As one of the founding members of the Reform Party, he ended his first stint as an MP to head the National Citizens Coalition. After the ousting of leader Stockwell Day in 2002, Harper became leader of the Canadian Alliance and returned to Parliament. In 2003, he successfully reached an agreement with Progressive Conservative leader Peter MacKay to merge the Canadian Alliance with the Progressive Conservative Party to form the Conservative Party of Canada. He was elected as the new party's first leader in March 2004. He led the Conservatives to a minority government win in the January 2006 federal election.
He first became involved in politics in high school, serving as a member of the school's Young Liberals Club. However, Harper's political allegiance later changed in opposition to the Trudeau Liberal government's National Energy Program (NEP), which he thought was harming Alberta's energy industry. He became chief aide to Tory MP Jim Hawkes in 1985, but quickly became disillusioned with the government of Brian Mulroney and the Progressive Conservative (PC) Party. Harper was especially critical of the government's fiscal policy and inability to fully revoke the NEP until 1986. He left the PC Party in 1986.
On January 12, 2004, Harper announced his resignation as Leader of the Opposition, in order to run for the leadership of the Conservative Party of Canada. Harper won the Conservative leadership election easily, with a first ballot majority against Belinda Stronach and Tony Clement on March 20, 2004. Harper's victory included strong showings in Ontario, Quebec, and Atlantic Canada.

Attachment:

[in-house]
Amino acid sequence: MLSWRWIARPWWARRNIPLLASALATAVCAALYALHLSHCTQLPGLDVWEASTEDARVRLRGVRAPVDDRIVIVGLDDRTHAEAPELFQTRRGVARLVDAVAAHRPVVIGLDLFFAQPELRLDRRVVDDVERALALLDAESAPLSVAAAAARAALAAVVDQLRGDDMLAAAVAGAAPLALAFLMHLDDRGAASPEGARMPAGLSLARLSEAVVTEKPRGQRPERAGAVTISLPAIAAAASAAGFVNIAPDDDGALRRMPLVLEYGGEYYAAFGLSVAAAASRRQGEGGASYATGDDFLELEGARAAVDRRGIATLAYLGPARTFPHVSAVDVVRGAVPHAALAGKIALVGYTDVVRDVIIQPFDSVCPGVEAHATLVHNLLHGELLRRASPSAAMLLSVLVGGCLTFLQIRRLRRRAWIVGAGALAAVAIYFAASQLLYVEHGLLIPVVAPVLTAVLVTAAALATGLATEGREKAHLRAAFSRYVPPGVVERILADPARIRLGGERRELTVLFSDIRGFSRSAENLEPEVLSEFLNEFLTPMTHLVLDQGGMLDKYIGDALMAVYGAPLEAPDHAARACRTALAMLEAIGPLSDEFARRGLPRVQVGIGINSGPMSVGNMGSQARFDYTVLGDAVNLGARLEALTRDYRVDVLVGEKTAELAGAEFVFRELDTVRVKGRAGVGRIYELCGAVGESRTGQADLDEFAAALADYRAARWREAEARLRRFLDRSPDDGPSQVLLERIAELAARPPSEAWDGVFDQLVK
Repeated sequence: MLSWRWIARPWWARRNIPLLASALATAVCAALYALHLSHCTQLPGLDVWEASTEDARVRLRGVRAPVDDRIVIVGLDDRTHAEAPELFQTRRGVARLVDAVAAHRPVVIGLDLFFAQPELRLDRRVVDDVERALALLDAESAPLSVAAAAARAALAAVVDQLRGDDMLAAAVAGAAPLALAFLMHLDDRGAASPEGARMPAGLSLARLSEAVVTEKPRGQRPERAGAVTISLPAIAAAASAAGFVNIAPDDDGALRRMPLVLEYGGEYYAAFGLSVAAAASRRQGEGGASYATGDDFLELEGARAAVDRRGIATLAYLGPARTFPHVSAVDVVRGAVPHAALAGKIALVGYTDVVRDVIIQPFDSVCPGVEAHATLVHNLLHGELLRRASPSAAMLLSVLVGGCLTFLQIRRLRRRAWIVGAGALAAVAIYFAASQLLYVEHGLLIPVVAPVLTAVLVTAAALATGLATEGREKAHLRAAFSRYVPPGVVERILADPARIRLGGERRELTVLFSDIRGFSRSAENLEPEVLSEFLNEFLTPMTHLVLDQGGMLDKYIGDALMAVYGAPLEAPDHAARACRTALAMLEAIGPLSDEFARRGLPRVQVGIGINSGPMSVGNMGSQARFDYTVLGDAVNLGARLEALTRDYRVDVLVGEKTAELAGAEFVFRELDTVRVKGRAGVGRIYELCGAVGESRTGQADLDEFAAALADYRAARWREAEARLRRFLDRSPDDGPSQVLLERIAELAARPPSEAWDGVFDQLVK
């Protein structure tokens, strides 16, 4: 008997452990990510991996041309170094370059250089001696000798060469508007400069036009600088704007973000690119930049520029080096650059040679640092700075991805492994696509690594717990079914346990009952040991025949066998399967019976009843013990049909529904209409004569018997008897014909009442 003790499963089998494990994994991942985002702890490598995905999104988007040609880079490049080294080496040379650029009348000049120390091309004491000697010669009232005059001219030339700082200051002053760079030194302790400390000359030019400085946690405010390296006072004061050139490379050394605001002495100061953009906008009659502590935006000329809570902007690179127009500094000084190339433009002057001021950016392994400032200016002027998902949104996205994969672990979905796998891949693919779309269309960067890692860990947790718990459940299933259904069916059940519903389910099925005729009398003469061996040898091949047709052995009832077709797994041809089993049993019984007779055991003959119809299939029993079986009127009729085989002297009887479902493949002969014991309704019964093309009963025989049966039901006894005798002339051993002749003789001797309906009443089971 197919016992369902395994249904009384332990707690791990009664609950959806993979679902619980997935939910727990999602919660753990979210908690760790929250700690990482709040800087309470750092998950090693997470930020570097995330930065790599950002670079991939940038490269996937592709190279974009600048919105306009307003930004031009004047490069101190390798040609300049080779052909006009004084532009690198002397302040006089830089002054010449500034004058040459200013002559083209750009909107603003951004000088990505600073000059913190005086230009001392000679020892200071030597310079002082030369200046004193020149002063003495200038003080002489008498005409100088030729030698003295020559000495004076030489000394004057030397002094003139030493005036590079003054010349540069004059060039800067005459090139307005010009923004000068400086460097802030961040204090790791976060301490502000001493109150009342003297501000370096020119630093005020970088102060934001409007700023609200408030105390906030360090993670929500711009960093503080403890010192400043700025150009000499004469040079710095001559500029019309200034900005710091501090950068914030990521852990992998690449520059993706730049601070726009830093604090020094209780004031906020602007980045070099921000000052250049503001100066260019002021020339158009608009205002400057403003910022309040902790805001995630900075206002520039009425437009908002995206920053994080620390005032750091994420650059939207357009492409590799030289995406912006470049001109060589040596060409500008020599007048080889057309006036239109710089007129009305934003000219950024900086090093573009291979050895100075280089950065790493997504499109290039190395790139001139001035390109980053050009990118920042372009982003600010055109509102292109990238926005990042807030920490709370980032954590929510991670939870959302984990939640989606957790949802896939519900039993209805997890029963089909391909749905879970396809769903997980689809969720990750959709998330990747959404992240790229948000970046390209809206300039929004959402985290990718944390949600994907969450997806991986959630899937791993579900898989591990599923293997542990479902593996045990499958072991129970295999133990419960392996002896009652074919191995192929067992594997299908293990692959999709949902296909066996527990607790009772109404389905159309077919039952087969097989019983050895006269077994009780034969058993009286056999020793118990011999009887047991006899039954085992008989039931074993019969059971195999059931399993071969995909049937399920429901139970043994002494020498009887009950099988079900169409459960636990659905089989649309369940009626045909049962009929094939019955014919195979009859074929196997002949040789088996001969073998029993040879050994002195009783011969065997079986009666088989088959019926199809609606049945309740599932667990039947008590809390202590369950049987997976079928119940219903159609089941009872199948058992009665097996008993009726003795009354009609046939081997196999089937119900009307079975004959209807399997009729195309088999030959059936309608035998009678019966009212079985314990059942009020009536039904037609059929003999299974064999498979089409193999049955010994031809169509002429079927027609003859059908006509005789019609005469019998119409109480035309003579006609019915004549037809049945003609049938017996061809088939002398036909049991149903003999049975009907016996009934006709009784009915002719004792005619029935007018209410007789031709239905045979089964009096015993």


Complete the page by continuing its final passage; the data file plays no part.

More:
Harper started off the first month of the campaign with a policy-per-day strategy, which included a GST reduction and a child-care allowance. The Liberals opted to hold any major announcements until after the Christmas holidays; as a result, Harper dominated media coverage for the first weeks of the campaign and was able to define his platform and insulate it from expected Liberal attacks. Though his party showed only modest movement in the polls, Harper's personal numbers, which had always trailed his party's significantly, began to rise.
On December 27, 2005, the Royal Canadian Mounted Police announced it was investigating allegations that Liberal Finance Minister Ralph Goodale's office had engaged in insider trading before making an important announcement on the taxation of income trusts. The income trust scandal dominated news coverage for the following week and prevented the Liberals from making their key policy announcements, allowing Harper to refocus his previous attacks about corruption within the Liberal party. The Conservatives soon found themselves leading in the polls. By early January, they even made a major breakthrough in Quebec, pushing the Liberals to second place.
On January 23, the Conservatives won 124 seats against 103 for the Liberals. Martin conceded defeat at midnight on January 24, and at 9:45 a.m. that morning, announced his intention to resign as Prime Minister. At 6:45 p.m., Governor General MichaŽlle Jean asked Harper to form a government. He was sworn in as Canada's 22nd Prime Minister on February 6, 2006. Harper is the first Prime Minister elected to office not representing a Quebec riding since Joe Clark in 1979.